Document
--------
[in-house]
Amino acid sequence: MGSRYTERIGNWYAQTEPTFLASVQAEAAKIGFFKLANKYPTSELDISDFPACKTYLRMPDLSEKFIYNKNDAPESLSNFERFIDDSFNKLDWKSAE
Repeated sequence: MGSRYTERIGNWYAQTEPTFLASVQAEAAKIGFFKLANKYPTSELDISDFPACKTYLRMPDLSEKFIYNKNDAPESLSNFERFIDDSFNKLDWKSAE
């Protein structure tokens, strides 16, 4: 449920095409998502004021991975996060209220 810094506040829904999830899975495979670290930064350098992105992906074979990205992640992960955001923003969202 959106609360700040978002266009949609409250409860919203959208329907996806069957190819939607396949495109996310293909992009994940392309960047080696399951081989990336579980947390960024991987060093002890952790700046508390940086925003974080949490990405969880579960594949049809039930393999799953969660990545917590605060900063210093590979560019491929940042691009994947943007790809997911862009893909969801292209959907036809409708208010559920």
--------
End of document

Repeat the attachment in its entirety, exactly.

[in-house]
Amino acid sequence: MGSRYTERIGNWYAQTEPTFLASVQAEAAKIGFFKLANKYPTSELDISDFPACKTYLRMPDLSEKFIYNKNDAPESLSNFERFIDDSFNKLDWKSAE
Repeated sequence: MGSRYTERIGNWYAQTEPTFLASVQAEAAKIGFFKLANKYPTSELDISDFPACKTYLRMPDLSEKFIYNKNDAPESLSNFERFIDDSFNKLDWKSAE
């Protein structure tokens, strides 16, 4: 449920095409998502004021991975996060209220 810094506040829904999830899975495979670290930064350098992105992906074979990205992640992960955001923003969202 959106609360700040978002266009949609409250409860919203959208329907996806069957190819939607396949495109996310293909992009994940392309960047080696399951081989990336579980947390960024991987060093002890952790700046508390940086925003974080949490990405969880579960594949049809039930393999799953969660990545917590605060900063210093590979560019491929940042691009994947943007790809997911862009893909969801292209959907036809409708208010559920």